Патент USA US2407038код для вставки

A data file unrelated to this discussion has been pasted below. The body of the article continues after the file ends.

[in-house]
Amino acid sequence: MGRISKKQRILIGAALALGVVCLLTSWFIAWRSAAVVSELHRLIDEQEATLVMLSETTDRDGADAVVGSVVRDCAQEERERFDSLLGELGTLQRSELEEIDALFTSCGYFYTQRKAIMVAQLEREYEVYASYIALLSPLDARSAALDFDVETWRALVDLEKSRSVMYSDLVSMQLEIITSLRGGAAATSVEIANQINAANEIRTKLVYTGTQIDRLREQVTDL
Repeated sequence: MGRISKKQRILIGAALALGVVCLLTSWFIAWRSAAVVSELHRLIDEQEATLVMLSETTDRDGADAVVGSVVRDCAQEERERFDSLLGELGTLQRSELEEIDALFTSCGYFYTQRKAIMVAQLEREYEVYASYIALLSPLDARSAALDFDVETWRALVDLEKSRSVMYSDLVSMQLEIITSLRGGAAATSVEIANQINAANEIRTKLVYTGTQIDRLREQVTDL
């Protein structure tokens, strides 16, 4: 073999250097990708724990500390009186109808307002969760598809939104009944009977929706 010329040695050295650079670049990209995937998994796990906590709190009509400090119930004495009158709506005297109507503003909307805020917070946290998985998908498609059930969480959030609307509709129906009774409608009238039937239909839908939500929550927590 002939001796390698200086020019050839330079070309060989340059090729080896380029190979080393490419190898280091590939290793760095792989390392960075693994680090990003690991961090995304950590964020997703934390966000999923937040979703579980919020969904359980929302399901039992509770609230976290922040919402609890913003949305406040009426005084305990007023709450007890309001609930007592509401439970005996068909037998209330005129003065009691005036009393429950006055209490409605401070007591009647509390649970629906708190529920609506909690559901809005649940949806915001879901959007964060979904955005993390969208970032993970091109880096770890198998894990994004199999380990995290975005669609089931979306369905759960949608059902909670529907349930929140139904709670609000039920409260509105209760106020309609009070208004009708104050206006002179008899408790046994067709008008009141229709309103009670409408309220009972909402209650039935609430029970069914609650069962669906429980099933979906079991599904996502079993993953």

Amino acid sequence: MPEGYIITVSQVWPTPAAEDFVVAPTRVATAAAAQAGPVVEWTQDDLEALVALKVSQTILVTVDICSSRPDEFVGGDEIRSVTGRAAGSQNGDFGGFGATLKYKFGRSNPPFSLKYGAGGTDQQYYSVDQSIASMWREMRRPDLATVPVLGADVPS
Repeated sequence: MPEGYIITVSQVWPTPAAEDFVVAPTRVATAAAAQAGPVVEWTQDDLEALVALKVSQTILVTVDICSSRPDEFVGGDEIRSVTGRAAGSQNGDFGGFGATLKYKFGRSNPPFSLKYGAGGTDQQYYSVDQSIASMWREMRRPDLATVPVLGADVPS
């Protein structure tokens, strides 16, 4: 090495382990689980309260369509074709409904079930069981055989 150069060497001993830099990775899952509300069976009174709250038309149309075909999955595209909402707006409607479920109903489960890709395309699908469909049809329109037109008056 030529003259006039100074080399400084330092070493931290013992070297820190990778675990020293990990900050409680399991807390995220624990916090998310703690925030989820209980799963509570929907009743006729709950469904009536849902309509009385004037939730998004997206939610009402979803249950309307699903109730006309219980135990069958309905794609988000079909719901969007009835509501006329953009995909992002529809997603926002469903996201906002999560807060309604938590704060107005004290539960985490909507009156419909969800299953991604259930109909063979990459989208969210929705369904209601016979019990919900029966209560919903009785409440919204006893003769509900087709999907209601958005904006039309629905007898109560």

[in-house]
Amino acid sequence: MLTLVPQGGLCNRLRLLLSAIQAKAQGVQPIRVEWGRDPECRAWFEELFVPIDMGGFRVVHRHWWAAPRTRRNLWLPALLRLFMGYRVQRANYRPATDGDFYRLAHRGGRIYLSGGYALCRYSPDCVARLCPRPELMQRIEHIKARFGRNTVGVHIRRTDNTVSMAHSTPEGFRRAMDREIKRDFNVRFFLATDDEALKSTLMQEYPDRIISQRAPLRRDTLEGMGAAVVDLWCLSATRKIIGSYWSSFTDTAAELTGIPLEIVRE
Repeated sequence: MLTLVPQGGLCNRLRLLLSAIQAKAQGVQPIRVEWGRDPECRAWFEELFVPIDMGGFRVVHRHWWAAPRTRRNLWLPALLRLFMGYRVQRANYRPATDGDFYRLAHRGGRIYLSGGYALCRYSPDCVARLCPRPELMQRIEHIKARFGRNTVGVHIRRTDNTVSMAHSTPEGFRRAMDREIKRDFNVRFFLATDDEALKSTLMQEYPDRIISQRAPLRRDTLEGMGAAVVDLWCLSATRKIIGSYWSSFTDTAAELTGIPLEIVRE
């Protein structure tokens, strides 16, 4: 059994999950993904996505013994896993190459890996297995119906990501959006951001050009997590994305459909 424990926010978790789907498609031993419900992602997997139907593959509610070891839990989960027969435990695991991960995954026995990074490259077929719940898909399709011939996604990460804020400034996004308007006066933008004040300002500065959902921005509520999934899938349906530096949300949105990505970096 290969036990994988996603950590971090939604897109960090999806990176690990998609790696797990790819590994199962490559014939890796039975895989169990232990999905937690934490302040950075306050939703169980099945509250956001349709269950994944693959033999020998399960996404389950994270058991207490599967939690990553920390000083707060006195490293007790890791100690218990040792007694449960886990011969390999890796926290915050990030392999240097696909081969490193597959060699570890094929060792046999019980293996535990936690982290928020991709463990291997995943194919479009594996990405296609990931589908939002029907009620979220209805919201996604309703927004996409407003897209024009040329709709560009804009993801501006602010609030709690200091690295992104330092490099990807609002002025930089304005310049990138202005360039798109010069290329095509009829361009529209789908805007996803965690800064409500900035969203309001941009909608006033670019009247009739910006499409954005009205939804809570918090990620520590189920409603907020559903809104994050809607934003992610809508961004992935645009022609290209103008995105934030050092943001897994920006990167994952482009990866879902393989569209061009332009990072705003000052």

Patented Sept. 3, 1946 2,407,038 UNITED STATES PATENT OFFICE 2,407,038 , ADHESIVE Paul Stamberger, Dover, Del. , No Drawing. Application January 11, 1943, Serial No. 472,021 18 Claims. (Cl. 260—-23) 1 2 This invention relatesto adhesives and is par the degree of vulcanization is in accordance‘ with ticularly concerned with a novel adhesive com that speci?ed below. position especially suitable as a pressure sensitive adhesive, i. e., that type of adhesive according to In vconsidering the composition of my improved adhesive, attention is ?rst directed to the nature of the oil-resin mix which I prefer to‘ employ. The 011 part of this mix may comprise any‘of the long chain fatty acid esters, either natural or synthetic, a typical example being fatty oils, i. e., which a secure and ?rm bond is obtained by pressing together surfaces between which the ad hesive material is disposed (in the absence of solvents). One of the primary objects of the invention is ‘ natural ‘glycerin esters of fatty acids. Examples to provide an adhesive having very good surface 10 of such oils are rapeseed oil, linseed‘oil, castor oil, soya bean oil, etc. The resinous part of the tack and bond strength. oil-resin mix preferably comprises rosin or resins It ‘is also an object of this invention to provide an adhesive composition having the foregoing incorporating rosin, such as‘rosin esters, hydro genated rosins or esters thereof, and modi?ed characteristics, which composition is economical from the standpoint of materials used, and is fur 15 rosins, such as rosin-modi?ed maleic resins and ther readily prepared, the preparation procedure being described more fully hereinafter. rosin-modified, phenolic resins. 2-chloro-butadiene 1,3 product sold under the prefer to employ that ingredient in amounts up— ‘ For various purposes, the ratio of‘rosin to oil may be varied over quite a wide range, for in Brie?y stated, the adhesive composition of this invention preferably incorporates polymerized stance the rosin (or similar resinous material) 2-chloro-butadine 1,3 and an oil-resin mix‘ of a 20 may‘ constitute from about 60% to about 10% of certain type described more fully hereinafter, the non-volatile part of the oil-resin mix. How ever, since the resinous‘ ingredient contributes As is known, if a butadiene product of the type greatly to surface tack and the ?lm'strength, I. mentioned above (for instance a polymerized name of neoprene be appliedto surfacessuch as 25 wards of about 30% of the non-volatile part of cloth surfaces, for instance by calendering or spreading from a solution of dough, such coated surfaces when pressed together‘ will not adhere, since the neoprene surface is quite dry and is almost completely lacking in surface tack, This also applies to other synthetic rubber-like mate rials composed of polymerized butadiene mate rials and their derivatives. ‘ On the other hand, oil-resin mixes, by them the oil-resin mix, One satisfactory mix con taining' at least 40% of the rosin component. To achieve best results the maximum should not be above about 50%. W V ‘ According to the invention, it is desirable that. the oil-resin mix have substantial body, for in stance heavier than about V on the Gardner scale. . , ‘ . . Satisfactory heavy body may be achieved by selves, are likewise unsatisfactory as‘ adhesive 35 heating or cooking the oil and resin ingredients of materials, especially for pressure sensitive adhe sives, since while such materials maybe prepared the mix together in the generalmanner followed ‘ in preparation of oil-resin‘varnishes, the ‘tem perature employed being one capable of effecting heat bodying, for example from about 270° C. to I have found that by combining certain types 40 about 350° C. The time and temperature of cock ing and thus the degree of bodying attained of oil-resin. mixes with neoprene, or other prod nets of the type of! polymerized 2-chloro-buta should be controlled, in accordance with the char acteristics desired in the particular adhesive being diene 1,3, or similar synthetic rubber-like mate prepared. ' rials, for instance the copolymer of butadiene and Heavy body may also be attained by employing styrene, an adhesive is secured having an excep 45, a heavily heat bodied oil in initially preparing the tionally high surface tack while, at the same time, retaining most of the strength of the synthetic oil-resin mix, in which event the time and/or to have appreciable surface tack, at the same time the strength of the bond secured is very low. rubber-like material. The bond which may be temperature of cooking may be reduced, or- the cooking may even be eliminated, especially if the provided by this adhesive is of great strength and, ‘as shown below, may even be treated so as to 50 mix is to be‘ vulcanized, as is the preferred practice. , manifest a degree of adhesion such that if applied Although the oil-resin mix (at least when said to layers of cloth Orfabric,‘ the clothor fabric mix has heavy body without vulcanization) may will itself tear beforethe bond will yield. be added to the neoprene or similar, material In the preferred adhesive composition accord further treatment, and an adhesive thereby secured which is quite satisfactory for certain purposes, as indicated above, the pre ferred practice of this invention contemplates Heating with» sulfur ‘is preferred for most pur further treatment of the oil-resin mix prior to poses; Thereby, an exceptionally high‘ degree of tack and bond strength is secured, provided that 60 mixing with the neoprene. Thus, gelation or vul ing to this invention, the oil-resin mix is vul canized. This may be ‘accomplished in accord ance with various known vulcanization methods. 55 without 2,407,038 3 4 canization are advantageously employed, espe cially the latter, so as to obtain high surface tack and bond strength. Solvents may be employed at various stages depending upon the method of preparation of the materials. For instance solvents may be used In fact, even quite a small percentage of the butadiene product will still contribute some strength. Thus, for instance, a composition in corporating 10% of the butadiene material and 90% of the oil-resin mix can be used for some purposes, especially where the oil-resin mix is vulcanized. for dilution after completion of vulcanization or ' heat bodying. I have found that very good bond strength It is of advantage to employ oil-resin mixes may be obtained when employing the oil-resin made with semi-drying fatty acid esters, for in 10 mix up to about 30% of the quantity of the poly merized 2-chloro-butadiene 1,3 (or other similar stance, oleic acid esters, since these will not readily lose tackiness on exposure to air, and ' butadiene product). It may be noted that sub therefore impart a greater effective life to the stantial surface tack is provided even by as little as about 10% of the oil-resin mix. A particu adhesive. In this case, however, it is of impor tance to adopt the procedure where the oil-resin 15 larly satisfactory operable range has been found from 15% to 30% of the oleoresinous mix. mix is vulcanized, in order to suf?ciently increase The two major ingredients of the adhesive may the body. be brought together and mixed in various ways. For vulcanization, sulfur may be employed over According to one such method contemplated a fairly wide range, depending upon the nature of the materials employed and the treatment 20 herein, the oil-resin mix and the neoprene are milled together on a roller type mill, until a thor thereof prior to vulcanization, for instance the ough admixture is obtained. An alternative pro degree of heat bodying, if any, of the oil. In gen cedure is to dissolve the synthetic rubber-like eral, materials having a heavier body require a material in a suitable solvent and then add the smaller amount of sulfur than do materials hav ing a light body. For most purposes, from about 25 oil-resin mix to the solution. The oi1~resin mix may be added to said solution either directly or, 5% to about 20% of sulfur will be found satis factory. Vulcanization temperatures may also be if desired, said mix may be ?rst diluted with a suitable solvent and this solution then added to varied depending on the nature of the materials said rubber solution. and the result desired although usually temper Example 1.—Alkali re?ned linseed oil and a atures from about 120° C. to about 180° C. will rosin ester (Staybelite No. 10, a glycerol ester of be found satisfactory. With regard to vulcanization, it is of impor tance that the quantity of sulfur and the time and temperature of vulcanization be such as to avoid vulcanization to that degree or stage where a solid, infusible, or dry product. is obtained. hydrogenated rosin) in proportions of l-—1 were heated together for about three hours between about 290° C. and 300° C., whereupon this oil resin mix attained a viscosity higher than Z—6 on the Gardner scale. The viscosity was such that about a twelve inch string could be drawn from a The degree of vulcanization contemplated is such ?at plate. as to produce a sticky, ?uid, or thermoplastic Fifteen parts of the bodied oil-resin mix were mass. This can be achieved by interrupting the heating with sulfur shortly after the sulfur has 40 then combined with 85 parts of neoprene GN. The mixing of these ingredients was effected after combined with the oil, so that substantially no solution of the neoprene in toluene. Toluene is sulfur will separate on cooling; or the heating a well-known varnish solvent, in which both neo can be continued until the vulcanized oil-resin prene and the oleoresinous mix are soluble. mix will display very rapid or spontaneous solid The foregoing yielded an adhesive satisfactory i?cation in a concentrated aqueous ammonia so lution. This will occur during stages of vul for many purposes, for instance for combining canizationv short of that stage producing a solid, synthetic rubber sheets, or for adhesive tape crumbly, infusible mass. Furthermore, a soft sticky gel useable in accordance with the inven tion may be secured by permitting the degree éidapted for use on another similarly coated sur ‘ ace. Example 2.—In this example the same oil-resin mix referred to in Example 1 above Was employed - (following cooking). The cooked oil-resin mix yond that marked by the ammonia test just de scribed, especially if the heating be interrupted was further subjected to vulcanizing treatment suddenly, substantially at the critical point where by heating the same with 10% of sulfur at about the gel is just formed. When the material 55 150° C. The heating was continued for about reaches the stage of a solid infusible mass, it can three hours, until no more sulfur separated on no longer be further solidi?ed by heating under cooling, thereby securing a mass which was semi normal vulcanization. solid at room temperature, of darkish color, which After preparation of the oil-resin mix, it is mass, however, may be made quite liquid by heat then combined with the butadiene product. With 60 ing to 60-80“ C. regard to the proportions of the oil-resin mix 20 parts of this vulcanized material was milled and the polymerized butadiene product, it may on a roller mill with 80 parts of neoprene GN. be said that here again considerable variation is After thorough admixture a solution of the ad permissible for various different purposes, for in hesive in toluene was prepared, containing 40% stance the oil-resin mix may comprise anywhere solids and this was applied to fabric. After evap~ from 5% to 70% of the butadiene product. In oration of the solvent, an adhesive layer re creasing the quantity of oil-resin mix will, in mained, which layer, although quite dry to the general, increase the surface tack, but will de touch, displayed a high tack and bond strength crease the strength of the bond, so that the com when two parts of the fabric coated with the position should be adjusted in accordance with adhesive compound were brought together under the characteristics, desired in the adhesive being pressure. prepared. For certain purposes where a very In the case of the adhesives incorporating vul high degree of tack is of importance and strength canized oil-resin mixes, as preferred in accord is not so vital the oil-resin mix may constitute ance with this invention, the bond between two even more than 70%‘ of the butadiene product. surfaces for instance between two layers of fabric, of vulcanization to proceed even somewhat be 2,407,038 5 6 may be vulcanized by applying heat, in which event such bond becomes virtually permanent claim 7 in which the rosin component of said oil-resin mix is hydrogenated rosin. and, in the case of fabric, cannot even be pulled 10. A process for making an adhesive which apart without tearing the fabric. Although for certain purposes other ingredients may be incorporated in the adhesive, this is ordi comprises preparing an oil-resin blend having narily not necessary and, in fact I prefer a com position consisting essentially of polymerized 2 from about 10% to about 60% of a rosin com ponent and a long chain unsaturated fatty oil component constituting the balance of said blend of oil and resin, heat-bodying the blend to in chlorobutadiene 1,3 and the oil-resin mix above crease its viscosity but not so far as to a solid described. 10 and infusible state, and thereafter mixing said heat-bodied blend with polymerized 2-chloro It may be mentioned that the adhesives may be prepared by separately placing the oil-resin mix butadiene 1,3, in proportions such that said blend and the butadiene product in aqueous emulsions comprises from about 5% to about 70% of the or dispersions, and then combining such dispere quantity of butadiene material. , 11. A process in accordance with claim 10 in sions. On the other hand, the adhesives may be 15 dispersed after preparation thereof. which the mixing of the polymerized 2-chloro It is to be understood that synthetic rubber butadiene 1,3, with the heat-bodied oil-resin like materials similar to polymerized 2-chloro blend is effected by milling on a roller mill. butadiene 1,3 may also be used and are compre 12., A process in accordance with claim 10 in hended within the scope of the claims, even 20 which the mixing of the polymerized 2-chloro though such other materials may have somewhat different chemical composition (for instance, may not be chlorine products), especially where the rubber-like material contributes good strength to the adhesive. - I claim: ' 1. A com-position of matter comprising poly merized Z-chIoro-butadiene 1,3, and from about butadiene 1,3, with the heat-bodied oil-resin blend is effected by dissolving the butadiene ma terial in a solvent, which solvent is also a solvent for said mix, and adding the heat-bodied mix to 25 the butadiene solution. 13. A process in accordance with claim 10 in which the mixing of the polymerized 2-chloro butadiene 1,3, with the heat-bodied blend is effected by separately dissolving both said buta 5% to about 70% (based on the content of said butadiene material) of a preformed, vulcanized, 30 diene material and said heat-bodied blend in sol thermoplastic, sticky, oil-resin mix having from vents and thereafter mixing the two solutions. 14. A process for making an adhesive which about 5% to about 20% of sulfur, a rosin, and a comprises preparing an oil-resin mix having from long chain unsaturated fatty oil, the rosin com ponent comprising from about 10% to about 60% about 10% to about 60% of a rosin component and a long chain unsaturated fatty oil compo of the mixture of oil and resin and the fatty oil nent constituting the balance of said mixture of component constituting the balance thereof, said composition being characterized by a high degree oil and resin, heating said mix, and sulfur-vul canizing the same, the degree of vulcanization of surface tack and adhesive strength. being short of that stage providing a solid and 2. A composition of matter in accordance with infusible mass, and incorporating the heated and claim 1 in which the fatty oil is a semi-drying vulcanized oil-resin mix so formed with poly fatty oil. merized 2-chloro-butadiene 1,3, in proportions 3. A composition of matter in accordance with that such oil-resin mix comprises from about claim 1 in which the rosin ingredient of said oil resin mix is hydrogenated rosin. 10% to about 70% of the quantity of butadiene material. 4. A composition of matter in accordance with ~ 15. An adhesive comprising polymerized 2 claim 1 in which the oil-resin mix comprises not ohloro-butadiene 1,3, and from about 15% to more than about 50% of the polymerized 2 about 30% (based on the content of said buta chloro-butadiene 1,3. ' diene material) of a previously heat-bodied and 5. A composition of matter in accordance with claim 1 in which the rosin of said oil-resin mix 50 sulfur-vulcanized thermoplastic oil-resin mix of sticky consistency, having from about 5% to 20% comprises at least 40% thereof. sulphur, rosin comprising from about 40% to 6. A composition of matter in accordance with about 60% of the mixture of oil and rosin and a claim 1 in which the oil-resin mix comprises not long chain fatty oil constituting the balance more than about 50% of the polymerized 2 chloro-butadiene 1,3, and in which the rosin of 55 thereof. 16. An adhesive comprising polymerized 2 said oil-resin mix comprises at least 40% thereof. chloro-butadiene 1,3, and from about 5% to 7. A composition of matter comprising poly about 70% (based on the content of said buta merized Z-chloro-butadiene 1,3, and from about diene material) of a, preformed heat-bodied 5% to about 70% (based on the content of said butadiene material) of a sticky mixture of oil 60 sticky oil-resin mix comprising a long chain fatty oil and rosin, the rosin comprising from about and resin preblended by cooking at oil-bodying temperatures to a viscosity heavier than about V 10% to about 60% of the mixture of oil and rosin, the oil constituting the balance thereof. on the Gardner scale, said mix having a rosin 17. An adhesive comprising polymerized 2‘ component and a long chain unsaturated fatty chloro-butadiene 1,3, and a preformed heavily oil component, the rosin component comprising bodied oil-resin mix having rosin and a long from about 10% to about 60% of the mixture of chain fatty oil, the rosin comprising from about oil and resin and the fatty oil component con 10% to about 60% of said oil resin mix, the re stituting the balance thereof, the composition mainder of said mix being oil, said composition having an appreciable viscosity and being char acterized by a high degree of surface tack and 70 being characterized by a high degree of surface tack and adhesive properties. adhesive strength. 18. An adhesive in accordance with claim 17 8. A composition of matter in accordance with in which the preformed ‘heavily bodied oil-resin claim 7 in which the fatty oil is a fatty oil hav ing drying properties. mix is a thermoplastic sulfur vulcanized mix. 9. A composition of matter in accordance with 76 PAUL STAMBERGER.